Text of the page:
Thursday, June 20, 2013

The New Theory Of Everything (2011)

The New Theory Of Everything
(2011, Happy Jack Rock Records)

On this one-off side project, Pollard teamed up with songsmith/indie stalwart Gary Waliek. Waliek did time in Boston's Volcano Suns, and more prominently, '80s/'90 cornerstones Big Dipper. The two were joined by Robert Beerman, formerly of indie journeymen Pell Mell, who had released records on such labels at K, SST, and Matador in the '80s and '90s. 

In true Pollard side-project fashion, Waliek wrote all the music, and handled nearly all instrumentation. Beerman, however, took the reigns on drums Pollard added song titles, lyrics, and vocals melodies. The LP is a fairly strong outing with a few marks missed. Worth the time of day, so drop your last damn dime on this piece. 

New Theory5 Gary Waliek delivers a solid pop song that sounds fairly identical to later period GBV. Pollard, a bit on the nasally side, tackles the melodies with strength and makes it look easy. College rock is back, you so and so!

Man.Wine.Power!­-  Cut and dry, 3 chord indie-pop. Uptempo, and clean.Punctuated simple chorus hook is semi-grating, but admittedly catchy. Better with repeated listens.

There Never Was a Sea of Love4  I know.That title makes you shiver, don’t it? The song might make you shiver too, if you’re not afraid to admit you’re in the mood for a breezy, organ driven ballad with bad lyrics from time to time. Or you might just hate it. Pop this on during the next rainy day and forget about paying your bills.

Pre-Med’s a Trip3 Worse song title than the previous one. Recalls Big Dipper, on the heavier side. Crunchy but lackluster. For the first time on the record, feels like the 2 guys phoned it in a tad too much. Just remember the poetry of, “I at my kung fu best" (not a typo).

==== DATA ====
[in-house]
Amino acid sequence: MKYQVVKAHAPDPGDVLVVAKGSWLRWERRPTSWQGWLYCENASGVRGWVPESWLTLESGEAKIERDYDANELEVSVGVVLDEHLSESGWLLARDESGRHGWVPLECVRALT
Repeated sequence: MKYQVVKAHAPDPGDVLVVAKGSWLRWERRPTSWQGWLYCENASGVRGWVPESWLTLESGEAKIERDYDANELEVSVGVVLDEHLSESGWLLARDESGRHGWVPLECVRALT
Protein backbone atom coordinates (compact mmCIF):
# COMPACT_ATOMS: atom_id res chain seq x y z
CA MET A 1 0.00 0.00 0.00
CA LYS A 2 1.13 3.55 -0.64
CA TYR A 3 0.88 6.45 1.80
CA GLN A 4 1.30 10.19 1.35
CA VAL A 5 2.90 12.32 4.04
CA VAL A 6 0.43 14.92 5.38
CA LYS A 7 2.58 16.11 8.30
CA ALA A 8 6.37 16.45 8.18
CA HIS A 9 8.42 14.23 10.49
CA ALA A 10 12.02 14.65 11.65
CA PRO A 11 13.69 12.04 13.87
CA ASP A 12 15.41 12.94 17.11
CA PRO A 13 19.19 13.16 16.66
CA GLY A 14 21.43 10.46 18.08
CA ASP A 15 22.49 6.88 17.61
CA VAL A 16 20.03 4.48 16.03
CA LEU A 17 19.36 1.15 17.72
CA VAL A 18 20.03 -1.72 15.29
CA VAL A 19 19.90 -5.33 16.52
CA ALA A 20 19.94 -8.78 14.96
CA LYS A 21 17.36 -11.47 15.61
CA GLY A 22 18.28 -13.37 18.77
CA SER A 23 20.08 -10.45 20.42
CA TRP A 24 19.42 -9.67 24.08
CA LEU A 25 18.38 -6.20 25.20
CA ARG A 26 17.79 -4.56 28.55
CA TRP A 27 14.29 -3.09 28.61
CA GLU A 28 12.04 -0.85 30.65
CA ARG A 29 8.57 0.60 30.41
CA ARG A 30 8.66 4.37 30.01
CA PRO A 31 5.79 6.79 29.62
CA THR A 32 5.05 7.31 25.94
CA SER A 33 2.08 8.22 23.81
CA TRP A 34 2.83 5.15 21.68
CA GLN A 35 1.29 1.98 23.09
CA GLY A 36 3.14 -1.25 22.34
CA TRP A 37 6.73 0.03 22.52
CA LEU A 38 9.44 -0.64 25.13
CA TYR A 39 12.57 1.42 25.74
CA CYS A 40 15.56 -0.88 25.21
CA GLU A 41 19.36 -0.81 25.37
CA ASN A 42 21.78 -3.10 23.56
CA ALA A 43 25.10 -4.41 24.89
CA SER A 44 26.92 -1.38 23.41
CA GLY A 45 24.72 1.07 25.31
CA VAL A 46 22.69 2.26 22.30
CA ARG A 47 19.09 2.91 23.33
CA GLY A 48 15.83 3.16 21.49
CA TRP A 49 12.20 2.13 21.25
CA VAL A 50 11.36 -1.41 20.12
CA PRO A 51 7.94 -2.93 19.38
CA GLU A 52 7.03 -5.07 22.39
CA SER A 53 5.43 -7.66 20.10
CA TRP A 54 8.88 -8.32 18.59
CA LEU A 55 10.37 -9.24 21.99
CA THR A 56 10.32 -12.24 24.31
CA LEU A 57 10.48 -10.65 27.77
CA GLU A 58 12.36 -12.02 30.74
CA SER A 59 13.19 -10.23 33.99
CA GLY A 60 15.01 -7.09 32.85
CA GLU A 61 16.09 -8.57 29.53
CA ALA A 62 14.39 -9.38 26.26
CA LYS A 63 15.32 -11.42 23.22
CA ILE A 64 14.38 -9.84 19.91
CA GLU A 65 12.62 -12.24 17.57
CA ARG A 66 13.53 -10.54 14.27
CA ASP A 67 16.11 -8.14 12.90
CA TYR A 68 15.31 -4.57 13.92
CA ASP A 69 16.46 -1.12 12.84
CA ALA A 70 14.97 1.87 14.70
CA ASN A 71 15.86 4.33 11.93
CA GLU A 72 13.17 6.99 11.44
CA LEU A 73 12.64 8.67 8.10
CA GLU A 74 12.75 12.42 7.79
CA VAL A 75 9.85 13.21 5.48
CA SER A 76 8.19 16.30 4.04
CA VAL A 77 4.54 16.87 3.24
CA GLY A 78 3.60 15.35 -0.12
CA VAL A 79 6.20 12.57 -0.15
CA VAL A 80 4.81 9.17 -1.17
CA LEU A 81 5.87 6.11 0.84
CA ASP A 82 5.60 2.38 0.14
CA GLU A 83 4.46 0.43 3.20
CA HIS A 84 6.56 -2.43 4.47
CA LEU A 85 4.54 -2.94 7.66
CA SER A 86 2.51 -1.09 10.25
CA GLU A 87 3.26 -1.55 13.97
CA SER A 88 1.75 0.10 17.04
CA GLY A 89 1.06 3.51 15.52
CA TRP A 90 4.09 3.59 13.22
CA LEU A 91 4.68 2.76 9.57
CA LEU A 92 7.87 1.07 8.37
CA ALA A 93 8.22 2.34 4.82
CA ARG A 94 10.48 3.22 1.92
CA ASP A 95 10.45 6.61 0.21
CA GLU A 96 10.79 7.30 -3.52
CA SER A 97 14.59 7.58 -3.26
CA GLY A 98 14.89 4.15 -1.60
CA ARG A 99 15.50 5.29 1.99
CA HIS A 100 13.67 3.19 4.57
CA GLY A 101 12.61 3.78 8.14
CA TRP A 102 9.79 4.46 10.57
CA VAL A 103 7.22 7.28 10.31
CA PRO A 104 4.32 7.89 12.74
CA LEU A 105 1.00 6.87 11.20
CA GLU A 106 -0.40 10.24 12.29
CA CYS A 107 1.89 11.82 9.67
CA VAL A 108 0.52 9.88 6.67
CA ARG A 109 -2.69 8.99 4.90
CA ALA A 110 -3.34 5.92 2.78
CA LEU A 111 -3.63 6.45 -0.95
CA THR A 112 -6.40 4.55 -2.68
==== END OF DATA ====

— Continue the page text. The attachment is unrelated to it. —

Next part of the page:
I Am an All-Star Ahh, the thrill of being humble. Terrible song title, yet again. Slow and delicate. Song could benefit from different lyrics in the chorus, but it’s simplistically catchy and kind of pretty. Cool bridge, chock full of some out-of-left field variety.

Dr. New Pile (Can You Guess Him)-  Uptempo but fairly bland on the part of Waliek. Luckily, Pollard penned a smooth and catchy chorus out of a simplistic and nondynmaic chord pattern. “It’s uniquely unoriginal,” Pollard sings at one point. Interesting. Actually, the instrumental bridge raises an eyebrow.

Paint the Rocks Snoozy and moody with too much of nothing going on. Guitar seems to have a case of the tremolo fever shakes.

(It’s Good to Be) Bug Boy Song has potential, but the choruses are awkwardly constructed, and on top of that, I have to listen to a grown man melodically sing “Yea, it’s good to be bug boy!” over and over.

Lumps Tough to name a song “Lumps” isn’t it?  Not if you’re Robert Pollard. Spacey at a snails pace. Out of tune Pollard vocals that seem to have a tough time playing catch up, or even figuring out the rhythm to this molasses drip of an angular ballad.

It Had to Come From SomewhereMid-90’s, poppy GBV riffs which start off with some promise and mid-tempo vigor. But the chorus is repetitive and uninspired. Pollards vocals throughout most of the song is, essential, spoken nonsense. Disappointing.

Wish You Were Young4 Great guitar riff, reminiscent of “Love is Stronger Than Witchcraft” even if Waliek wrote the song. Light, pop that sounds like it came straight off a Pollard solo LP.  Gray, and moody, but subtly hopeful. Decent, sentimental ending to a fairly positive Pollard side-project.


  1. Love the entire album, and oddly, my favorite song is "it's good to be bug boy"--there's just something so deliriously stupid about singing along with it.

  2. One of my favorite side-project efforts. The riff on "Wish You Were Young" is a modification of that found on "Dayton, Ohio 19 Something & 5". It is literally one fret lower on the guitar, and the phrasing is extremely similar. That is not a criticism. If you're going to emulate a riff, might as well make it one of the best ever! Great album. Wish the vinyl wasn't so hard to come by.